WO: Well, obviously it’s a bad idea when you have that kkind of risk along with 19 schools, two hospitals, through the downtowns, you’ve got one stretch of the Grade where the trains come down that’s already ranked as one of the fifth most dangerous sets of tracks.

RW: The Cuesta Grade.

WO: Yes, the Cuesta Grade. Clearly it doesn’t make sense. The flammability—inflammability? I sometimes get the two words confused. When they’re putting a liquid in there to make that oil thinner so it’s transportable and more fluid, you’re just increasing exponentially the destruction that can happen in an accident. And personally, there are just some accidents that aren’t worth taking the risk for. Maybe the trains would go by for years, but it’s just not worth that risk. It’s not worth it.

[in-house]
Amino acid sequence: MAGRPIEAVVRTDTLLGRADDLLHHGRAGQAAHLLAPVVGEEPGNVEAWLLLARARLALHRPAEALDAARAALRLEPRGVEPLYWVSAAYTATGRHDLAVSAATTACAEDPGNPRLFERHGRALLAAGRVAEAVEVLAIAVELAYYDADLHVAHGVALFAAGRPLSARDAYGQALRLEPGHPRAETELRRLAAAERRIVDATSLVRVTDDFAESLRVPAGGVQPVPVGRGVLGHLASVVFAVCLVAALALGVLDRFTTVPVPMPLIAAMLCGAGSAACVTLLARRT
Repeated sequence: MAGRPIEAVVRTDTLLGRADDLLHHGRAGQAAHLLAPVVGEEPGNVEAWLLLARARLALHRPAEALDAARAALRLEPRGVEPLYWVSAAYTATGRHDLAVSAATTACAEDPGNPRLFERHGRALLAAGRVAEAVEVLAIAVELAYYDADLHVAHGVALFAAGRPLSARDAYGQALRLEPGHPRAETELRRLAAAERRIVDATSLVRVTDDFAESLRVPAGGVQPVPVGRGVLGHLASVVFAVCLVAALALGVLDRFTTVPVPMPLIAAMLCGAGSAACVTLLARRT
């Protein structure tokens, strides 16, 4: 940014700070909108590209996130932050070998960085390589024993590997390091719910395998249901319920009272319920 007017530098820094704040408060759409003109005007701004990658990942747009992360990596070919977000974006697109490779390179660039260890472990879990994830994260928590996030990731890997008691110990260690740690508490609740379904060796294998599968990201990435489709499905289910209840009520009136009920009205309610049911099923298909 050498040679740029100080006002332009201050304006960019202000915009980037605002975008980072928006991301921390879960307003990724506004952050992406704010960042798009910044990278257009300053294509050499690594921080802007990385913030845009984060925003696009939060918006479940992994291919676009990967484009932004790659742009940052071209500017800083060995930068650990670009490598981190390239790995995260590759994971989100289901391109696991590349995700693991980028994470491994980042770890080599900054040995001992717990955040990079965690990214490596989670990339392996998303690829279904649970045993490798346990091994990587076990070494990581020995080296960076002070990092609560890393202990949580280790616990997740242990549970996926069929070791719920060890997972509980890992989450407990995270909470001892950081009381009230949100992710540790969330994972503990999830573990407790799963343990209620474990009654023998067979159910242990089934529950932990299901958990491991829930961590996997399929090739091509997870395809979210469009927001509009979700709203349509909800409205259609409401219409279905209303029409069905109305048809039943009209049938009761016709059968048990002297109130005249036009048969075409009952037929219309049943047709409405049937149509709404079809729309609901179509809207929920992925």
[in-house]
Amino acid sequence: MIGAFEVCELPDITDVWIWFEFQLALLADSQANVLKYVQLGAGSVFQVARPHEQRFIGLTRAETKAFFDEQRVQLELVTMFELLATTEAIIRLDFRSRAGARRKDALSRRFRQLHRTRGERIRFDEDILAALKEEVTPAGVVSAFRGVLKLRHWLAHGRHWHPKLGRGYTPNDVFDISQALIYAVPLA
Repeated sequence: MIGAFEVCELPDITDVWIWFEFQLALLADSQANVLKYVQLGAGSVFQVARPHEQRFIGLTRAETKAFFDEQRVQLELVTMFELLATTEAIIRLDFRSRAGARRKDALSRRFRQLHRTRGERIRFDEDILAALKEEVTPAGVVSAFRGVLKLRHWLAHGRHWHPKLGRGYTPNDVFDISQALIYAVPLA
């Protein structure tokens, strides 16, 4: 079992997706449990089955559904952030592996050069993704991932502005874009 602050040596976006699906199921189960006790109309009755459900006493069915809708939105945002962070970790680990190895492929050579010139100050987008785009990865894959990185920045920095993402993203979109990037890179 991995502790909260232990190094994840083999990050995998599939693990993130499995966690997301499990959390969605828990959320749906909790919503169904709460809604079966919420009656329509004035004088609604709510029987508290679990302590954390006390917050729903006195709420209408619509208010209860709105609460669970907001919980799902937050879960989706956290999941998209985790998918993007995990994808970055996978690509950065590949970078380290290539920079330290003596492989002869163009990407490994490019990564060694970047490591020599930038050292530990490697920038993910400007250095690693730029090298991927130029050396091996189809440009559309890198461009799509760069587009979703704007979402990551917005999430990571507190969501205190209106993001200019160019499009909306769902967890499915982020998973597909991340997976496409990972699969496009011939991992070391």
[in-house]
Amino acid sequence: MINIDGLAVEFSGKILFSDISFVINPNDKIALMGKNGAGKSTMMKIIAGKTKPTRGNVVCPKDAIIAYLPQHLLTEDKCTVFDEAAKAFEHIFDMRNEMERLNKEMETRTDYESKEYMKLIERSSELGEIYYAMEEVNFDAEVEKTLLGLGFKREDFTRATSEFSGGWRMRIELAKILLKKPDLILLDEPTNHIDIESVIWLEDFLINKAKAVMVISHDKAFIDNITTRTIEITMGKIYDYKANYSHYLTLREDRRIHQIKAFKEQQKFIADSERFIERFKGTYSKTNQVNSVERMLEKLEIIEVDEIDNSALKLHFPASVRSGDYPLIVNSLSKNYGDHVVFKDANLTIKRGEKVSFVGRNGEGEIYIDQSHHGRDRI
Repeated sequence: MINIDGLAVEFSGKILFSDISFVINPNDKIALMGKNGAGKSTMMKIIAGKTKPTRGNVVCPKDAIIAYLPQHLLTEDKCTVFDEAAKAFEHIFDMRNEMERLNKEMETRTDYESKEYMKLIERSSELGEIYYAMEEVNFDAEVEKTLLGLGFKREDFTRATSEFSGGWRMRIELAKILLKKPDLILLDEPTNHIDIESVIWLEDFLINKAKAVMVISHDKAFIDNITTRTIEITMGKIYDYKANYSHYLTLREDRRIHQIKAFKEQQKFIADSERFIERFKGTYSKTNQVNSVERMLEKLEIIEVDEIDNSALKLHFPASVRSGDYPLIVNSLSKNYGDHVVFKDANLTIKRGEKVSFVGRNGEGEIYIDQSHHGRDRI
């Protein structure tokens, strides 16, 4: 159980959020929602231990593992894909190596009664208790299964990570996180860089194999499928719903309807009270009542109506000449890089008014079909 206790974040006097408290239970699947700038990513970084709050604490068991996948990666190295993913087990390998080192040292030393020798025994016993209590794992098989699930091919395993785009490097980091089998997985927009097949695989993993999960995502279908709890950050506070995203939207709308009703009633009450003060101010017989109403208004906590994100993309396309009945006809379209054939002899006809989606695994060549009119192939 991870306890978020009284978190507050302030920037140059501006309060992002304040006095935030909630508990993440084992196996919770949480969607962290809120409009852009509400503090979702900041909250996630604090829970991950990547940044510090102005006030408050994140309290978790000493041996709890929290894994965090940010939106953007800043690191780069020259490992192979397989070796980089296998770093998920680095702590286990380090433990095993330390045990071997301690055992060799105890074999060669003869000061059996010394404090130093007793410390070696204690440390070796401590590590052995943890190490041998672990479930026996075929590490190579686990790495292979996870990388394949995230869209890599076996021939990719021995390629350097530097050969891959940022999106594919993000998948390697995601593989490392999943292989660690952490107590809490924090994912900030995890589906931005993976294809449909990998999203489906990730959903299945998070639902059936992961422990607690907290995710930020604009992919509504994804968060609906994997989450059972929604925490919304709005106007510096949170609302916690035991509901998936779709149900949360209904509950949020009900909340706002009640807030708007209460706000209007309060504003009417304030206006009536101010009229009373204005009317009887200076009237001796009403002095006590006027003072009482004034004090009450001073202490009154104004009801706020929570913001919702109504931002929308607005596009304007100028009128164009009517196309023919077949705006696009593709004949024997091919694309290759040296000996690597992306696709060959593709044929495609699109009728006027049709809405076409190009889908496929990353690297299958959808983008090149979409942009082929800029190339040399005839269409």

RW: PG&E is currently asking the Nuclear Regulatory Commission to renew its permits on the two operating reactors at Diablo Canyon Nuclear Power Plant. Would you say you’re more in the camp with those who stand behind PG&E’s studies saying the plant is seismically safe or with those who express concern, including current 24th District representative, Lois Capps and former state senator Sam Blakeslee, who is himself an earthquake scientist?